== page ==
Gov. Gavin Newsom signed the bill into law on July 31, requiring independent review from the State Lands Commission, Department of Fish and Wildlife and the Department of Water Resources to ensure that pumping from the groundwater basin doesn’t harm the natural or cultural resources at the site and in the surrounding watersheds. Focused on short-term impact, columnist at the Desert Sun, decried the bill as a job-killer and legislative overreach. The Los Angeles Times and the Sacramento Bee read the law as yet another Golden State rebuke of the Trump administration and made much of the legislation’s protection of imperiled Mojave Desert springs and species. The environmental impact of the law was a point that Sen. Dianne Feinstein confirmed: “If Cadiz were allowed to drain a vital desert aquifer,“ she declared, “everything that makes our desert special — from bighorn sheep and desert tortoises to Joshua trees and breathtaking wildflower blooms—would have been endangered.“

These are all important considerations to be sure. But the new law is actually more expansive in reality and reach. Although the enduring battle over the control and distribution of white gold dates back to the Spanish conquest of Alta California in the late 18th century, this particular piece of 21st century legislation offers an important twist in the state’s longstanding struggle to secure a sustainable supply of this most-essential resource.

In this case, the play has been for desert groundwater. That unusual wellspring is a bit of a shock, not least because ever since the Gold Rush it has been Sierran snowmelt that has dominated the state’s mirage-like fantasies of an unending stream of water that would blast open mineral riches, fill reservoirs, irrigate farms and lawns, drive industrial production, and wash windows, cars, and sidewalks. This natural tap would forever boom the state’s economy. But could the desert, specifically the Mojave Desert, one of the most arid regions on this blue planet, become a rich repository of water? That has seemed a contradiction in terms.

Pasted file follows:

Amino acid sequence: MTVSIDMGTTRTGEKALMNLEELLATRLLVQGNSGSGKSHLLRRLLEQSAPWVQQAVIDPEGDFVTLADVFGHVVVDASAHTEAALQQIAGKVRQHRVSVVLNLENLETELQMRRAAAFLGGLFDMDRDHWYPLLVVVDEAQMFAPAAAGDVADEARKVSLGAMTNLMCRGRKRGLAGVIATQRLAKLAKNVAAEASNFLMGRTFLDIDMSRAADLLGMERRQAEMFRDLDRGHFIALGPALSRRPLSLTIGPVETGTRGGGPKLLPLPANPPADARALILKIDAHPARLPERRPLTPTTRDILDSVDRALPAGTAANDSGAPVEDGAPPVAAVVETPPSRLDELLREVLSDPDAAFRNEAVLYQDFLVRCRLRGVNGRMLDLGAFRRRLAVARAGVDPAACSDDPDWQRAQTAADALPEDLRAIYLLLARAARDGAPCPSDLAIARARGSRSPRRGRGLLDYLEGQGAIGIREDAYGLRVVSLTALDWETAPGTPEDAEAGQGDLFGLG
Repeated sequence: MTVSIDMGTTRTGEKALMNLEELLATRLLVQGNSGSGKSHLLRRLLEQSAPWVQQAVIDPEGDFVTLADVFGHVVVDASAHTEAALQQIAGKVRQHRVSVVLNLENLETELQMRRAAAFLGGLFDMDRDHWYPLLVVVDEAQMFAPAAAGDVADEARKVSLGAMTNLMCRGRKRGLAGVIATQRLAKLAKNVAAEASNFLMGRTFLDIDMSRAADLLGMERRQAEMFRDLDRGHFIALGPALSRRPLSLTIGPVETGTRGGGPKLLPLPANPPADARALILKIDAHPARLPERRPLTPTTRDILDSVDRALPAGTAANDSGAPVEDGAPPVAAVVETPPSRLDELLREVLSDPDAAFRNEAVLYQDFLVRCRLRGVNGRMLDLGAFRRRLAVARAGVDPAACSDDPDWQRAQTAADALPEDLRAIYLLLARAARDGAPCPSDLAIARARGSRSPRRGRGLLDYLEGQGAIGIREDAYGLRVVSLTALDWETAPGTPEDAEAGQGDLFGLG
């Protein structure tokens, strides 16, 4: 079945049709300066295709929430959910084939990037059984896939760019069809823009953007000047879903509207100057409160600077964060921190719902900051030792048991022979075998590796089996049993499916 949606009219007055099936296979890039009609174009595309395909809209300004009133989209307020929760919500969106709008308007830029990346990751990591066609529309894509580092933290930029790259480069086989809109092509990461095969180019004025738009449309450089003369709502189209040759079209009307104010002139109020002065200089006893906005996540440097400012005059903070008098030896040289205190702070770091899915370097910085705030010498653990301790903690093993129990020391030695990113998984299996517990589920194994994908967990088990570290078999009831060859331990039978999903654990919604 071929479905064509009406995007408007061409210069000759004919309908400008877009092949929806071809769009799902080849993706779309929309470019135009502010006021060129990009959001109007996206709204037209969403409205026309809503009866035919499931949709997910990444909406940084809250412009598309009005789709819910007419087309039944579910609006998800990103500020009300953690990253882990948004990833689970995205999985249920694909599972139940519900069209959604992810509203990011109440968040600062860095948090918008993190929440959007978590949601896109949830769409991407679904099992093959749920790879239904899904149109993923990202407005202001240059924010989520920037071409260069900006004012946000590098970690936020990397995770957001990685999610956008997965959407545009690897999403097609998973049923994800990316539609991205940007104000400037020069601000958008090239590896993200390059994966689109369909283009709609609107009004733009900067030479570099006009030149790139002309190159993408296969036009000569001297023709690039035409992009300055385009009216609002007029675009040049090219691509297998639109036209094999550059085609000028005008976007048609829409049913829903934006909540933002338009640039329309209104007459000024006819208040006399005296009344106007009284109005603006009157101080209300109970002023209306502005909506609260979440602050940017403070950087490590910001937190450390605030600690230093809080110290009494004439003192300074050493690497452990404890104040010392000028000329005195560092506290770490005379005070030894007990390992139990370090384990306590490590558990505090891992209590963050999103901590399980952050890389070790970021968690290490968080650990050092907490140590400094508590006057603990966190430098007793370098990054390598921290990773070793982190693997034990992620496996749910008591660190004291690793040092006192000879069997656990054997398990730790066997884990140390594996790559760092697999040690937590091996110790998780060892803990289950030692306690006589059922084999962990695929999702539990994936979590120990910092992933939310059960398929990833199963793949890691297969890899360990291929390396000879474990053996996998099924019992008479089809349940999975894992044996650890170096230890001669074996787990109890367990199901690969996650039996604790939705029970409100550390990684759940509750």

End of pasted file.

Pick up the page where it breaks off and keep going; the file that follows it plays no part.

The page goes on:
Adding to the confusion is that the main actors in this most-recent drama are not the usual suspects. This story isn’t about water grabs devised by big ag in the Central Valley. It isn’t about a scheming Metropolitan Water District (though it would surely benefit from the deal). Neither the City of Los Angeles nor the State of California, each of which in the past has diverted vast amounts of other region’s water for its own ends (and ticked off a lot of people in the process), are the creators of this particular narrative.

Taking center stage instead is a clutch of venture capitalists who have invested in the Cadiz Project, and whose investment has underwritten the purchase of 34,000 desert acres and associated water rights in San Bernardino County. Theirs is a supply-side operation, a tantalizing pool of water that has not yet been integrated into California’s highly complex water-market. Should it ever be so — and you can be certain that Cadiz will do everything in its power to make that happen, SB307 notwithstanding — then its privately owned groundwater will become a cash cow for Wall Street profiteers.

Standing in their way is this new law, the promise of which is that it unflinchingly calls the question on water agencies and consumers: why are we still fixated on securing new supplies of hitherto unexploited water, by hook or by crook? Cadiz, after all, is one more shimmering proposal, in a long line of such illusions, that ever-dry Southern California can solve its water crises by pumping out the Owens River Valley, the Colorado River, or that trio of NorCal rivers, the Feather, Sacramento, or the San Joaquin. Absent this law, and the Mojave would be yet another victim of our unquenchable thirst.